Rhonda Vincent Goes All American on New Album

Bluegrass Diva Reflects on Her Work and Friendship With Dolly Parton

If Rhonda Vincent wants to sing about being an All American Bluegrass Girl — as she does on her new album of that title — then who can fault her? No one tours harder or more brilliantly to keep the bluegrass banner waving.

But as she sees it, the tag refers less to her growing national popularity than it does to her thoroughgoing spirit of Americanism. The album is built around a core of “God and country” themes, she explains. Besides writing three songs for the project (including the title cut), she also co-produced it with her brother, Darrin Vincent.

CMT.com reached Vincent by phone as she rushed from her home in Missouri to catch a plane to Nashville for an appearance on the Grand Ole Opry. Does she ever rest? “Rarely,” she says. “But that’s my favorite thing — performing. Recording I don’t enjoy as much, but I’m working on that. I have my own studio now.”

As country superstars have done for years, Vincent has taken much of her career direction in-house. Her husband, Herb Sandker, manages and books her. And last year, he set up a travel agency to enable her to host her own bluegrass cruises. For five years, she’s represented Martha White Foods, and she’s just extended her contract with the company for another five years.

Incessant travel is “no problem,” Vincent insists, “because we have our brand new Martha White Bluegrass Express [bus]. … It has granite flooring and marble showers. The pie lady [Martha White logo] is etched into the granite flooring when you first walk into the bus. … [It has] state-of-the-art electronics and pushbutton blinds. They’ve really spoiled us. It really makes our travel easy. … Beyond the bus, there are other things that they do for us. They helped us get on the Holiday Celebration on Ice [that] was on NBC-TV on Christmas Day.”

The genesis of the new Rounder Records album, according to Vincent, was “God Bless the Soldier,” which she wrote after performing for the troops and visiting the military hospital at Fort Hood, Texas. Although she and her band were exhausted after 10 straight days of performing, this encounter inspired her to pen a personal tribute to the soldiers. There is a second tribute, “Till They Came Home” (which Vincent didn’t write), that conjures up images of married couples separated by other wars.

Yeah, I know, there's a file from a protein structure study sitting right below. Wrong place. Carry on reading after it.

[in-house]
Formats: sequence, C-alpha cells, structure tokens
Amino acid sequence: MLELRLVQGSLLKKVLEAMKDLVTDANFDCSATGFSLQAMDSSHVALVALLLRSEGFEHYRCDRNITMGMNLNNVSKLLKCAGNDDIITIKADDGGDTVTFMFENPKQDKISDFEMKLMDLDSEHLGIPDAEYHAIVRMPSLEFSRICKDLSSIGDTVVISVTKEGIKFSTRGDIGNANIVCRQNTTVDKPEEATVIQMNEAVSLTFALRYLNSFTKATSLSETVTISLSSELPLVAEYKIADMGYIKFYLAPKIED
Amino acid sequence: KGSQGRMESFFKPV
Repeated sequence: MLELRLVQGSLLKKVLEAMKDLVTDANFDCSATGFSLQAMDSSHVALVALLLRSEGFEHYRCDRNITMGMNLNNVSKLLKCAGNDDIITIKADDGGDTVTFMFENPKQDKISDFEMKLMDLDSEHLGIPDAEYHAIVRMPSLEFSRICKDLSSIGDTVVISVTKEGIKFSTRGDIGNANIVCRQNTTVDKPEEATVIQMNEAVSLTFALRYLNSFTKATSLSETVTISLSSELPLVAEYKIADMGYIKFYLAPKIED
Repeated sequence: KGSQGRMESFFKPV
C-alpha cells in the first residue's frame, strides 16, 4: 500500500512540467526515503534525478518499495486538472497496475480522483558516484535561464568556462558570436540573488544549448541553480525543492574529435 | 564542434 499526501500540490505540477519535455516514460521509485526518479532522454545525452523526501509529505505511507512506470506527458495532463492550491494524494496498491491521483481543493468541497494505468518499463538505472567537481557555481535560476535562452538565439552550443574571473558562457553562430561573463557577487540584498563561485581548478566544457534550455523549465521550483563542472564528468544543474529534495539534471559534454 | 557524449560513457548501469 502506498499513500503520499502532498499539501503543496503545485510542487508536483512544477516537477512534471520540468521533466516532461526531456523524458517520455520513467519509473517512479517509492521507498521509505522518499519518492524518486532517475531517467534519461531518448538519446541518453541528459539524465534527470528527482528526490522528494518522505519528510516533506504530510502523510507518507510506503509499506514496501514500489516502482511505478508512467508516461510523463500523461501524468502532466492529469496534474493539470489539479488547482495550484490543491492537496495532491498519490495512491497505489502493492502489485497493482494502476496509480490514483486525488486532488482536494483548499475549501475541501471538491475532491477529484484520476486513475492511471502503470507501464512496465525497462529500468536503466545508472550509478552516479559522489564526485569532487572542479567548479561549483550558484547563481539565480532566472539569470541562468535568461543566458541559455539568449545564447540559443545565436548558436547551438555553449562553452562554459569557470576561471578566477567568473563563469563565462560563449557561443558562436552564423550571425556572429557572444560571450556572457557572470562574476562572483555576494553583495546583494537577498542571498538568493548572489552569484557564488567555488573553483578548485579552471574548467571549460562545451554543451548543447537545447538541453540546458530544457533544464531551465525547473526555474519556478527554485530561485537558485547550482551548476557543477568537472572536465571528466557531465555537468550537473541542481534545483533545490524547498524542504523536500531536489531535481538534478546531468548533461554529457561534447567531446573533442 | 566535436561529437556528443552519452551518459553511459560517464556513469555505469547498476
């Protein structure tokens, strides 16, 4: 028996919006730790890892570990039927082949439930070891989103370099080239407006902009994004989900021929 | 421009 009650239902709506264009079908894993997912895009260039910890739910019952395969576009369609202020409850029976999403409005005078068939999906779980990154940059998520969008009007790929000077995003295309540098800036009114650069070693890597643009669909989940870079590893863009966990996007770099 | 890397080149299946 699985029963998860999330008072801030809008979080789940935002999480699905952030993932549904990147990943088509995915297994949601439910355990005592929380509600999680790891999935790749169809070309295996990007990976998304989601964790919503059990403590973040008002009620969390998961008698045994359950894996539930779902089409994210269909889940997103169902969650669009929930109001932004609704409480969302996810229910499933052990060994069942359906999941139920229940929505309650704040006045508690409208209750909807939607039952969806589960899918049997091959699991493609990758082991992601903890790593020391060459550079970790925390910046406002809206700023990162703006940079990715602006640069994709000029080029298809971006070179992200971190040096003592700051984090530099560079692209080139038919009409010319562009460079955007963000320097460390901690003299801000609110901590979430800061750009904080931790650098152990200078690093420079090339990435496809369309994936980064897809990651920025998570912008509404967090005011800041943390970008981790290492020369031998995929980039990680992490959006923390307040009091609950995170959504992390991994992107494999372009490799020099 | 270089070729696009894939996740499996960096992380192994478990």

All American Bluegrass Girl features two duets, one with Grand Ole Opry star Bobby Osborne and the other with Dolly Parton, Vincent’s friend and longtime recording partner. Vincent first met Parton when producer and picker Carl Jackson recommended that Parton ask the rising bluegrass star to sing on her 1993 album, Slow Dancing With the Moon. Jackson “fudged” the facts by telling Parton that Vincent would be in Nashville the next day, even though she really wasn’t scheduled to be there until two days later.

“I was home in Missouri, and I had this call on my answering machine,” Vincent recalls. “It said, ’Hi, this is Dolly Parton, and I want you to come to Nashville and sing with me.’ I thought it was a joke, but I called back the number and, sure enough, they said Dolly wanted me to be at the studio at 10 o’clock the next morning. This was like at 4 or 5 in the afternoon, and I’m eight and a-half hours from Nashville. But Darrin and I packed a suitcase, and we drove all night long. I think we got in at 4 in the morning. They left a tape at the hotel. We listened to that for probably an hour, and we were in the studio by 10 o’clock.”

That first recording session soon blossomed into a close friendship.